In this post, I will demonstrate the important things you need to know about the Schedule 40 pipe (metal or steel pipe), the schedule 40 pipe dimensions chart, and how to read it.
Measuring a metal tube is pretty simple, generally all you need is a tape measure, just pull it out, and … psiizst. Done.
When it comes to measuring a metal pipe or steel pipe, things get a little trickier as we have to use the Nominal Pipe Size and Pipe Schedule numbers, and here the Pipe schedule comes in.
Schedule 40 Pipe Dimensions Chart
|Nominal Pipe Size||Outside Diameter||Schedule 40 Wall Thickness||Schedule 80 Wall Thickness|
Steel pipe Schedule 40 is one of the two most common pipe schedules (40 and 80). A pipe schedule is a non-dimensional number that relates to the thickness of the pipe wall and affects the inside diameter of the pipe. We use the pipe schedule to classify pipes for low or high pressure and temperature applications.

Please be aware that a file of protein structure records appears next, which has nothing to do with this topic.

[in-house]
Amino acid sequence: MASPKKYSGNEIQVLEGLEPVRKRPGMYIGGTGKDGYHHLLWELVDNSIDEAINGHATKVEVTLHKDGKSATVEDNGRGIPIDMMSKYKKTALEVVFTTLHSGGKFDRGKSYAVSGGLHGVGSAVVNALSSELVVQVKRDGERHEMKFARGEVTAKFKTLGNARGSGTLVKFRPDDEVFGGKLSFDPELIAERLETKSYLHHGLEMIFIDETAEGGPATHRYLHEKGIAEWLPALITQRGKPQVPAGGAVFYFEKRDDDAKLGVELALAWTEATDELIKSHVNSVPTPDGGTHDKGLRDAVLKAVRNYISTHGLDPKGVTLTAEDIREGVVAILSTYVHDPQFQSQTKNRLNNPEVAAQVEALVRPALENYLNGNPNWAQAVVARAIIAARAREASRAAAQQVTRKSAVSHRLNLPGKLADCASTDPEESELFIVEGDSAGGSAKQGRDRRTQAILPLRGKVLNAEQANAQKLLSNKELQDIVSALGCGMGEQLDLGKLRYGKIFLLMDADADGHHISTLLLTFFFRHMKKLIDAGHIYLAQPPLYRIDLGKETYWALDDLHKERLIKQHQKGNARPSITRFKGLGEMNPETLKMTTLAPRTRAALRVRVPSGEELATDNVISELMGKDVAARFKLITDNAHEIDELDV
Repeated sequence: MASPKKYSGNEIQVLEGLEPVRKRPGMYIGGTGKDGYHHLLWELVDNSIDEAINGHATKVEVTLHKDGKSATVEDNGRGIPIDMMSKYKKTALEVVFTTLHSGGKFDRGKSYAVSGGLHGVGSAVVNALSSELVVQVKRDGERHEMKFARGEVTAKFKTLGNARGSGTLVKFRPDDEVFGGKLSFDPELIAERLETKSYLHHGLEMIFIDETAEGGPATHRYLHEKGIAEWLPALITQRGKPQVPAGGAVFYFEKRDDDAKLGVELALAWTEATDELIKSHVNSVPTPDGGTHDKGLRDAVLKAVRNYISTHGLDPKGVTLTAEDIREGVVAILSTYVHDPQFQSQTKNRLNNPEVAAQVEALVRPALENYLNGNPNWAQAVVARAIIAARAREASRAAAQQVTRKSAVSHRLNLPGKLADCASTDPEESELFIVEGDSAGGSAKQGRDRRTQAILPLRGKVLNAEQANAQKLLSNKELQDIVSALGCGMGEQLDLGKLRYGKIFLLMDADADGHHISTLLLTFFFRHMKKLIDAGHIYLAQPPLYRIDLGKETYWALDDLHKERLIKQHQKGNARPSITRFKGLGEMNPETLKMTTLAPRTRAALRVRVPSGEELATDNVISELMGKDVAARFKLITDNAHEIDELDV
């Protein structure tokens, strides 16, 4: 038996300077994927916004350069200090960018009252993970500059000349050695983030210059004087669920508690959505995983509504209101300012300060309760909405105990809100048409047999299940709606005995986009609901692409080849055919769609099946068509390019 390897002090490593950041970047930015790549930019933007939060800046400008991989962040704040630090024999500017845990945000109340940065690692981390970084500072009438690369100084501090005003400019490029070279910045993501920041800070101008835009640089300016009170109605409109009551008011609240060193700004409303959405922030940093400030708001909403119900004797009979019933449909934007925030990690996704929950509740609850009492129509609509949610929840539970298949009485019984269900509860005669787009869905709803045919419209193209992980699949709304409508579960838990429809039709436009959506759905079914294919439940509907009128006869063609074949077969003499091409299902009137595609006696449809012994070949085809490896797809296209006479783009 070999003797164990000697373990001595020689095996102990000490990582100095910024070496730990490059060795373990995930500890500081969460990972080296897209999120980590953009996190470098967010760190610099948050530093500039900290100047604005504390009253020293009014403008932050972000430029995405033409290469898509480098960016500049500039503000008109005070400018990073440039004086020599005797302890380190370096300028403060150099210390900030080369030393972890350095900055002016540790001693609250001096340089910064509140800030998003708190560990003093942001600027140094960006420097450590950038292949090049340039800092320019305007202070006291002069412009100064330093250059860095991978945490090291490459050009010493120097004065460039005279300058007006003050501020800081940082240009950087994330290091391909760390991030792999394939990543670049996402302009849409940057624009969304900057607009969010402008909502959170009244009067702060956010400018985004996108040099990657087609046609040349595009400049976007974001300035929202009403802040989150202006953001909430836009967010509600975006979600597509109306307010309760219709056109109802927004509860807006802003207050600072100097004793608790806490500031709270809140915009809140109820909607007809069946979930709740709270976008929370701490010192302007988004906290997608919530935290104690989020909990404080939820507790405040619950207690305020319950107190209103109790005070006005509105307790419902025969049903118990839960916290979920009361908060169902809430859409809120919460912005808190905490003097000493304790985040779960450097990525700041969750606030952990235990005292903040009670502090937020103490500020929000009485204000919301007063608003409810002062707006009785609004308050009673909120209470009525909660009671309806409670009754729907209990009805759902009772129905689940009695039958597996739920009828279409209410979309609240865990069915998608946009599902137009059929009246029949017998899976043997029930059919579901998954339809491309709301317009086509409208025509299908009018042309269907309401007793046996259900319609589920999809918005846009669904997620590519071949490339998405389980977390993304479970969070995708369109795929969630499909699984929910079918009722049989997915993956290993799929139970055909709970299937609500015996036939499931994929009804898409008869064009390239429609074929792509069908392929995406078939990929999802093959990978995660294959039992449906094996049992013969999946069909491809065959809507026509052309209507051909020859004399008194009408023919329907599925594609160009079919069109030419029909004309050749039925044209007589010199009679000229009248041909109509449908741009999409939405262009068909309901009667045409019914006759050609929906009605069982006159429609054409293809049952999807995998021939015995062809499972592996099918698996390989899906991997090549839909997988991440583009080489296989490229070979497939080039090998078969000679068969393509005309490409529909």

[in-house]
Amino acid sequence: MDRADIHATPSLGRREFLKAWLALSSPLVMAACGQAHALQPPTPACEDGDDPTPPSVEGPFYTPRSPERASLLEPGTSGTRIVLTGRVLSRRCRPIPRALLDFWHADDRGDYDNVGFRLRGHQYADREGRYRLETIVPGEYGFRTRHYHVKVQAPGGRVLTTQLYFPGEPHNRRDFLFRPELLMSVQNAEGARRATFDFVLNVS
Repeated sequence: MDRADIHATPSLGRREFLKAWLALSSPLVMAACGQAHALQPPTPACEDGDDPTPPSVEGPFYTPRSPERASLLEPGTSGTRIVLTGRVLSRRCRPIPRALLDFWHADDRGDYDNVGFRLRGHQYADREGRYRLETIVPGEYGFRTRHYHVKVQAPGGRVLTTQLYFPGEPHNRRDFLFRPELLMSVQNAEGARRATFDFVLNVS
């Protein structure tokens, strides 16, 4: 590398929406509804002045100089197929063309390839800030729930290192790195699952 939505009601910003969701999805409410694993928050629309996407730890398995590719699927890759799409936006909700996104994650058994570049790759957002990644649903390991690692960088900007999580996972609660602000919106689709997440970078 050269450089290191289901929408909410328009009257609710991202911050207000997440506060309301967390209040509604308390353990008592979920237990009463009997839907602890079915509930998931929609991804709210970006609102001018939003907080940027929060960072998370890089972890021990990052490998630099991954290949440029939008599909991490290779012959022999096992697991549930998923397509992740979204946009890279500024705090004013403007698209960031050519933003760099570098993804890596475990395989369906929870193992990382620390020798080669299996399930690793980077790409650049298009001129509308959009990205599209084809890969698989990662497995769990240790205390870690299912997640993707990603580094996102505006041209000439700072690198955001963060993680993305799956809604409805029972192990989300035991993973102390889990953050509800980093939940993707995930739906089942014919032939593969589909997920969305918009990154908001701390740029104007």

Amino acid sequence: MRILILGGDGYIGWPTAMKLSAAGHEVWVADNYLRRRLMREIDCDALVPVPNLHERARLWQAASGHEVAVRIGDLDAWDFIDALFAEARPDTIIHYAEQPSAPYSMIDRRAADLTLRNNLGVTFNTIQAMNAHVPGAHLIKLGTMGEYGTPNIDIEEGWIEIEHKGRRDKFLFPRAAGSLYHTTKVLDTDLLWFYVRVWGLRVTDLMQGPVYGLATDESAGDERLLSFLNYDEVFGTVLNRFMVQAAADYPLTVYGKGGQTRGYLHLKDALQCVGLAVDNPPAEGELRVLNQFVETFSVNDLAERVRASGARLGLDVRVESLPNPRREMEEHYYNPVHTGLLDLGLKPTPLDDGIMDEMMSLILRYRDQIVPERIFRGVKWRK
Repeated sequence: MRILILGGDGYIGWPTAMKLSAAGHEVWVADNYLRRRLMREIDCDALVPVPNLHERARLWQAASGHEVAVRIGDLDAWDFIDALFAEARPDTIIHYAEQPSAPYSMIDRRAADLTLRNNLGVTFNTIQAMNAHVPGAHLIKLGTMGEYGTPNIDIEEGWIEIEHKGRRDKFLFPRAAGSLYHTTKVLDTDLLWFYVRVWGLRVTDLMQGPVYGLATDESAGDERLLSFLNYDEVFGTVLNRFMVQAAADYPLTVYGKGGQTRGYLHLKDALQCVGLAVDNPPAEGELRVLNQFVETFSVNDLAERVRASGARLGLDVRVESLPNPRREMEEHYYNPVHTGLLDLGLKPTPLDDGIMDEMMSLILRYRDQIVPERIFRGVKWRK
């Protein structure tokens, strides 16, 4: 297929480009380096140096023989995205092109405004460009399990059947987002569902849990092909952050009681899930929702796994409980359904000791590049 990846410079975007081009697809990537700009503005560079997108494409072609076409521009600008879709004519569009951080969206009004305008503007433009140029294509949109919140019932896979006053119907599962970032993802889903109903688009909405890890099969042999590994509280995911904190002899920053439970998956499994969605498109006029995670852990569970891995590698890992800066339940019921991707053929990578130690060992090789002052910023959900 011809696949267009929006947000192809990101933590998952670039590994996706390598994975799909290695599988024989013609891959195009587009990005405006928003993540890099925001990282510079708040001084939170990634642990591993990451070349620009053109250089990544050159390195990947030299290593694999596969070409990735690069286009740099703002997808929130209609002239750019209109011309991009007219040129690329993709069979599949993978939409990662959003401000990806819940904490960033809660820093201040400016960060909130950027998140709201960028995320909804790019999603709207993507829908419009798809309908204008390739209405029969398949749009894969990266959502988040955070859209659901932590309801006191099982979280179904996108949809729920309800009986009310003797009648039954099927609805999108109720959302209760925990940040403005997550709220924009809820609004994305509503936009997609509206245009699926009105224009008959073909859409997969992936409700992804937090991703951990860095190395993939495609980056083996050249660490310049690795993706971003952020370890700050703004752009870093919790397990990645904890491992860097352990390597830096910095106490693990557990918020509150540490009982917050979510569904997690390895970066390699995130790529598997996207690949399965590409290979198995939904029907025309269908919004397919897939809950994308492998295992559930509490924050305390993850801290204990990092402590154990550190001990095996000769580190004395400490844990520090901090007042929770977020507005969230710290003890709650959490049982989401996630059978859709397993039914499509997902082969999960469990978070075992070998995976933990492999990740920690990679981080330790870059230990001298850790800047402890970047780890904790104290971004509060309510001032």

Nominal Pipe Size (NPS) is an American standard number used for iron pipe sizing, this number represents the approximate inside diameter of pipes, it is not exactly the dimension of the pipe, not the inside dimension (ID) nor the outside dimension (OD).
There are different pipe schedule numbers for the same nominal pipe size. The bigger the pipe schedule number, the thicker the pipe wall is, and the smaller pipe inside diameter.
That being said, a 1″ NPS schedule 40 pipe has a thinner wall and a bigger inside diameter than a 1″ NPS schedule 80 pipe, and it is used for lower pressure and temperature applications.
Pipe schedule 40 is also called Standard wall (STD) while schedule 80 is known as Extra Strong wall (XS)